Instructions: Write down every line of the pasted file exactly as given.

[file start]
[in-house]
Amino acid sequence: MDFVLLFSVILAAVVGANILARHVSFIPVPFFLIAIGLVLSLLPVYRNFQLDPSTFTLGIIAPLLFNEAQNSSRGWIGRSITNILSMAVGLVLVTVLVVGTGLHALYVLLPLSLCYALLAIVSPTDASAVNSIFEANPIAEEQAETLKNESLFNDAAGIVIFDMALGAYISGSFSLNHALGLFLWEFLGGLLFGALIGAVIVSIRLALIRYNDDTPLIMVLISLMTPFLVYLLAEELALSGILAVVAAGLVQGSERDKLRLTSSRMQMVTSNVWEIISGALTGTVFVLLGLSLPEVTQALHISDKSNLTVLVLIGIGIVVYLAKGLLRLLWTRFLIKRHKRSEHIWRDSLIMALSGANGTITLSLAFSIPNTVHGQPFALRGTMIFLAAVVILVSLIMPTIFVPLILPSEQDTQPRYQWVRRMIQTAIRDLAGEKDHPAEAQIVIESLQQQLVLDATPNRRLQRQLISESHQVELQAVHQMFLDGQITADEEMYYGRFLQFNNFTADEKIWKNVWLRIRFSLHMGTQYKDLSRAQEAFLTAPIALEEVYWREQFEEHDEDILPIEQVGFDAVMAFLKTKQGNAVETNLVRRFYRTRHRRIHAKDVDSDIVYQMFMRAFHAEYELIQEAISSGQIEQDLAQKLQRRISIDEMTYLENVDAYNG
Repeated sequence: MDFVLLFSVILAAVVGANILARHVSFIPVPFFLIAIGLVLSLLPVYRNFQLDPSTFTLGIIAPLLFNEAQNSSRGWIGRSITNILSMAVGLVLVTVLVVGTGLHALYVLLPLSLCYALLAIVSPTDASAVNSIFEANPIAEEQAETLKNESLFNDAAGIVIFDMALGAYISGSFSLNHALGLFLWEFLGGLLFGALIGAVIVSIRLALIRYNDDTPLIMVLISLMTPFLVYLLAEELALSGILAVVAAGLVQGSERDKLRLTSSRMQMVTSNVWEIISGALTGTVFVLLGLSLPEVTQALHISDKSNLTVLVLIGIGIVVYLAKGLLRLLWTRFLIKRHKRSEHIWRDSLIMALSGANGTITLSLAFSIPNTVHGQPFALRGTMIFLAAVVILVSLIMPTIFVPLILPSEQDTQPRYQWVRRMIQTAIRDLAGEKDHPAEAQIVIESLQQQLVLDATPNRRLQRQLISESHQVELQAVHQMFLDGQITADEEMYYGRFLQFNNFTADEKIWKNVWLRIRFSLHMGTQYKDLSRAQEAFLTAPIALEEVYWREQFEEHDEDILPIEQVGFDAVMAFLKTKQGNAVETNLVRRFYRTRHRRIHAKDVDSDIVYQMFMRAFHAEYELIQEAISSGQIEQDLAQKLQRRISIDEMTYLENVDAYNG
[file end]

[in-house]
Amino acid sequence: MDFVLLFSVILAAVVGANILARHVSFIPVPFFLIAIGLVLSLLPVYRNFQLDPSTFTLGIIAPLLFNEAQNSSRGWIGRSITNILSMAVGLVLVTVLVVGTGLHALYVLLPLSLCYALLAIVSPTDASAVNSIFEANPIAEEQAETLKNESLFNDAAGIVIFDMALGAYISGSFSLNHALGLFLWEFLGGLLFGALIGAVIVSIRLALIRYNDDTPLIMVLISLMTPFLVYLLAEELALSGILAVVAAGLVQGSERDKLRLTSSRMQMVTSNVWEIISGALTGTVFVLLGLSLPEVTQALHISDKSNLTVLVLIGIGIVVYLAKGLLRLLWTRFLIKRHKRSEHIWRDSLIMALSGANGTITLSLAFSIPNTVHGQPFALRGTMIFLAAVVILVSLIMPTIFVPLILPSEQDTQPRYQWVRRMIQTAIRDLAGEKDHPAEAQIVIESLQQQLVLDATPNRRLQRQLISESHQVELQAVHQMFLDGQITADEEMYYGRFLQFNNFTADEKIWKNVWLRIRFSLHMGTQYKDLSRAQEAFLTAPIALEEVYWREQFEEHDEDILPIEQVGFDAVMAFLKTKQGNAVETNLVRRFYRTRHRRIHAKDVDSDIVYQMFMRAFHAEYELIQEAISSGQIEQDLAQKLQRRISIDEMTYLENVDAYNG
Repeated sequence: MDFVLLFSVILAAVVGANILARHVSFIPVPFFLIAIGLVLSLLPVYRNFQLDPSTFTLGIIAPLLFNEAQNSSRGWIGRSITNILSMAVGLVLVTVLVVGTGLHALYVLLPLSLCYALLAIVSPTDASAVNSIFEANPIAEEQAETLKNESLFNDAAGIVIFDMALGAYISGSFSLNHALGLFLWEFLGGLLFGALIGAVIVSIRLALIRYNDDTPLIMVLISLMTPFLVYLLAEELALSGILAVVAAGLVQGSERDKLRLTSSRMQMVTSNVWEIISGALTGTVFVLLGLSLPEVTQALHISDKSNLTVLVLIGIGIVVYLAKGLLRLLWTRFLIKRHKRSEHIWRDSLIMALSGANGTITLSLAFSIPNTVHGQPFALRGTMIFLAAVVILVSLIMPTIFVPLILPSEQDTQPRYQWVRRMIQTAIRDLAGEKDHPAEAQIVIESLQQQLVLDATPNRRLQRQLISESHQVELQAVHQMFLDGQITADEEMYYGRFLQFNNFTADEKIWKNVWLRIRFSLHMGTQYKDLSRAQEAFLTAPIALEEVYWREQFEEHDEDILPIEQVGFDAVMAFLKTKQGNAVETNLVRRFYRTRHRRIHAKDVDSDIVYQMFMRAFHAEYELIQEAISSGQIEQDLAQKLQRRISIDEMTYLENVDAYNG